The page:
Dan Legenthal lives in Boston, MA, working on as many vernacular jazz and blues dances as he can. His passion extends to both the social floor and competition. When not competing, he teaches at events like Korea Blues Camp (South Korea), Hot Blues In Toulouse (France), and The Blues Experiment (USA).
Drawing from his degree in Classical Guitar, Dan has unique insight into how to practice and develop one’s skills, and uses that knowledge to create a dynamic and engaging learning environment. Since dance is experiential, Dan likes to prioritize doing, and treats learning like a sequence of experiments where you can learn as much from failures as from success. This philosophy is anchored on clear, precise language, and a belief that every student is capable of developing their own skill by patient, intentional practice.
photo credit Devon Rowland Photography
Mike Legenthal- Boston
Mike Legenthal has been a full-time student and teacher of blues for over a decade. In her dancing, she seeks to be distinctive and creative, but always driving towards the heart of blues aesthetic and culture. She immerses herself in the music and in playful, dynamic partnership. As an instructor, she offers both detailed technical descriptions and imaginative metaphors, to reach a wide range of minds. She is clever and respectful, and hopes to leave her students engaged in critical, nuanced critical thought. Mike’s current projects include being a member and choreographer in the B-Sides, helping to run The Blues Experiment and Blues Muse, and researching blues-idiom movement through video, in the hopes of expanding the community’s knowledge base.
Damon Stone- Oakland
Damon has been dancing his entire life, starting with vernacular Jazz/Blues first taught to him at the tender age of six by his grandmother. After nearly a decade of learning at the heels of his elders, he went on and eventually studied a score of different dance forms until coming full circle in 1995 to focus primarily on the history and styles of Swing and Blues as his family danced them with a special focus on the Southern styles from the Mississippi Delta region. He has studied the development of vernacular Jazz/Blues dance across the United States learning from a number of the original dancers. He is largely regarded as one of the foremost authorities on Blues idiom dance, a long time board member of the Northern California Lindy Society, member of the California Historical Jazz Dance Foundation, and has been interviewed as a dance historian in documentary and for radio. Damon has been a featured instructor at camps, festivals, and workshops across five continents.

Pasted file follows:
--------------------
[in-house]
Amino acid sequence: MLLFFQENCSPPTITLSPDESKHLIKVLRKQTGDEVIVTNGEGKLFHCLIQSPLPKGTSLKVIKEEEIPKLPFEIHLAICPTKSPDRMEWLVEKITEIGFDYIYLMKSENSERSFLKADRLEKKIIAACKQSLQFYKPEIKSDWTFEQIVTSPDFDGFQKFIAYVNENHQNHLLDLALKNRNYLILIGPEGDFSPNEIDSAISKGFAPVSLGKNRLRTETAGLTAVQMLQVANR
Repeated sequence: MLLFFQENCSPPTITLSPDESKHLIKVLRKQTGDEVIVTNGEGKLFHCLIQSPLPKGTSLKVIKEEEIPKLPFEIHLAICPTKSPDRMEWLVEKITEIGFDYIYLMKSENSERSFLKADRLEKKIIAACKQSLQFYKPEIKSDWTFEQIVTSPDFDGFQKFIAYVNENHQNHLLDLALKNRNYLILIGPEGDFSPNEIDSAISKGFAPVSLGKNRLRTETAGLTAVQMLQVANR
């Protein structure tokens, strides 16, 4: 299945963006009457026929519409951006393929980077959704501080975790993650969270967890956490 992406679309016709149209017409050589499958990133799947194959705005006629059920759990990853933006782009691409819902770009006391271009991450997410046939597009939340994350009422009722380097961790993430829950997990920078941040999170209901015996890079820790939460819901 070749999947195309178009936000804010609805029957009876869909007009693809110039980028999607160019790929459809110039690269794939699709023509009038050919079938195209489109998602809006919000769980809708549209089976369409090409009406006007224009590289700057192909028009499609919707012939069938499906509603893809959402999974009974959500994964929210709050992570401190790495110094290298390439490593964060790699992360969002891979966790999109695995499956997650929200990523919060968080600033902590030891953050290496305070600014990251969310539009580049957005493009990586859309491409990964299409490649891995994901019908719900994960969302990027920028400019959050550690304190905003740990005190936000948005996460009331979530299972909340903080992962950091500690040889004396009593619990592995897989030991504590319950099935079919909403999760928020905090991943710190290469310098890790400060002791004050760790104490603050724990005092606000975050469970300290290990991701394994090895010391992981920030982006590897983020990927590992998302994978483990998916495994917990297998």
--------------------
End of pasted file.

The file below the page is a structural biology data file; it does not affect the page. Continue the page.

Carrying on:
Kelsy Stone- Oakland
Chelsea June Adams- Henderson, NV
Currently a PhD candidate in English at UNLV, Chelsea Adams focuses her studies on African American literature, blues and jazz music, and black vernacular dance. She regularly writes about minority culture representation in literature, with a special focus of representation of black musicians, dancers, and the art forms they produce. She also runs the Blues and Jazz Dance Book Club, an international online book club project, to offer easy and open access to the public about the history of blues, jazz, and black vernacular dance. You can learn more about Chelsea and her work at cjuneadams.com.
Christopher Wells- Tempe, AZ
Chris has been dancing and teaching for fifteen years. He’s turned this passion into a full time career in academia as a historian of jazz music and popular dance. He holds a PhD in musicology from the University of North Carolina at Chapel Hill, and his doctoral dissertation on Savoy Ballroom house bandleader Chick Webb has received multiple awards. He conducts research on a range of jazz music and jazz dance history topics and regularly presents his work at national and international academic conferences. As a member of the musicology faculty at Arizona State University, Chris teaches a range of courses on jazz and popular music, dance and embodiment, and how issues of race impact practices of sound and movement. He loves working with other dancers and has taught numerous workshops on blues music's technical intricacies, history, politics, and culture at national events including Tobacco Road Blues, Nocturne Blues, Sweet Molasses Blues, Emerald City Blues, and BluesShout!